Apart from the very human cost of fragility, it colors foreign investors’ perceptions of risk, especially political risk, affecting private sector activity. This begets a vicious cycle, where economies worsen, increasing fragility. The importance of political risk, including political violence, in the perceptions of investors is well documented, including in the annual MIGA-EIU surveys presented in MIGA’s World Investment and Political Risk report. In particular, MIGA’s 2011 report focused specifically on investing into FCS, and the survey results demonstrate that political violence remains a very serious factor inhibiting investment.
Aside from capital, foreign direct investment (FDI) can bring essential knowledge and technology across borders. These benefits are often what make FDI so sought-after by policy makers. But investors have to consider the return on their investment relative to the risks they are taking, especially political risks such as expropriation, currency convertibility and transfer restrictions, breach of contract by the sovereign, and war and civil disturbance.
Al-Arabiya reported a few weeks ago that the political crisis in Ukraine and Russia is threatening the availability of food in Egypt and Jordan. Food prices becoming hostage to political crises is certainly not a new phenomenon: food plays an important role in the stability of societies through its availability, affordability, and quality. We learned this lesson from the 1789 French Revolution and more recently, many commentators link soaring food prices in 2010 with the events leading up to the ‘Arab Spring.’ The latter is not surprising when Arab countries import 56% of their cereal consumption, and some Arab countries import 100% of their wheat consumption. These recent market dynamics have led many countries to revisit their food security strategies with an eye to securing food supply.
There is a vigorous debate over the reasons pertaining to the food price increases in 2008, 2010, and 2012. Many highlight the effects of seasonal, short and medium term factors such as weather changes and biofuel-related crop conversions as well as long term factors such as population growth, income growth, and climate change. These price increases in food have enormous effects on people, for example, the 2008 food crisis pushed 105 million people into poverty.
- private sector
- land governance
- environmental and social performance standards
- King Abdullah’s Initiative for Agricultural Investment Abroad
- banned food exports
- food crisis
- Arab Spring & food
- agriculture FDI
- foreign direct investment
- Political Risk Insurance
- Agriculture and Rural Development
- The World Region
- Middle East and North Africa
- Saudi Arabia
On February 22, MIGA partnered with the Singapore Management University (SMU) and International Enterprise Singapore (IE Singapore), to launch the most recent World Investment and Political Risk Report in Asia. The event, at SMU’s downtown campus, focused on the key issues of sovereign and political risk and how foreign investors can mitigate them.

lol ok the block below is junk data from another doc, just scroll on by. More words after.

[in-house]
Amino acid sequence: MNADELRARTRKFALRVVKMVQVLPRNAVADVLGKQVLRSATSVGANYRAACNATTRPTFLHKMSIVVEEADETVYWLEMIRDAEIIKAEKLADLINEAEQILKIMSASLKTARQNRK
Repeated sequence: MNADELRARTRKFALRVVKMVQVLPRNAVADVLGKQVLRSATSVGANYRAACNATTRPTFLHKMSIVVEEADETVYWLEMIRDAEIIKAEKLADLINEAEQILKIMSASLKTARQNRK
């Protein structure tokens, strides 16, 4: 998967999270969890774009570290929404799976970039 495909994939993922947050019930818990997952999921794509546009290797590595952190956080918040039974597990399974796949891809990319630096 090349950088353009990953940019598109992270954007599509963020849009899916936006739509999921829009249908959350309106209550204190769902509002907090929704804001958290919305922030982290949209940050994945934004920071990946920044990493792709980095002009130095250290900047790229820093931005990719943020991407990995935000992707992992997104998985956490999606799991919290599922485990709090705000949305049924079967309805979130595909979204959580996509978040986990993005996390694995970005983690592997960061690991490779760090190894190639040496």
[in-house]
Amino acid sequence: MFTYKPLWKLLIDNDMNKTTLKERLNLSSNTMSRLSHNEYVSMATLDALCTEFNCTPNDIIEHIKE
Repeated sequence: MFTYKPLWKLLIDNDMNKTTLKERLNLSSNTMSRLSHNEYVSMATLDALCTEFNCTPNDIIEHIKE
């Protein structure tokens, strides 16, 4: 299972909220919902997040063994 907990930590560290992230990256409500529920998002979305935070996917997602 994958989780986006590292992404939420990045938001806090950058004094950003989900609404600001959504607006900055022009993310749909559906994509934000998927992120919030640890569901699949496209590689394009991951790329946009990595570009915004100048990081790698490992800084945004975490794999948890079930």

The latest World Investment and Political Risk report is the fourth in a series that we’ve recently launched in London and Washington, DC as well. There are some important nuggets on FDI trends and perceptions this year. The report notes that foreign investors, attracted by stronger economic growth in developing countries while mindful of risks, still remain optimistic about these destinations.
This past Monday I was present as the 250 megawatt Bujagali hydropower plant on Uganda’s River Nile – supported by MIGA, as well as our sister institutions the World Bank and IFC – was commissioned into active service.
After many years of preparation and planning, this was an auspicious moment indeed for Uganda, with the plant’s opening coinciding with the Jubilee celebrations marking the country’s 50 years of national independence. The new Bujagali power plant comes close to doubling the country’s electricity capacity and in a single step has elevated Uganda to having the second largest kilowatt consumption per capita in East Africa, following Kenya.
I’ve considered whether MIGA guarantees are, in effect, governance products. Readers might rightly ask how I’ve come to this conclusion. Consider what a governance product is: something that supports good governance (and by this we mean, first and foremost, eliminating corruption and its incentives). Thus, could not a MIGA guarantee be recognized as a governance product from two perspectives—that of the company that is our guarantee holder and that of the country host to a MIGA-insured investment?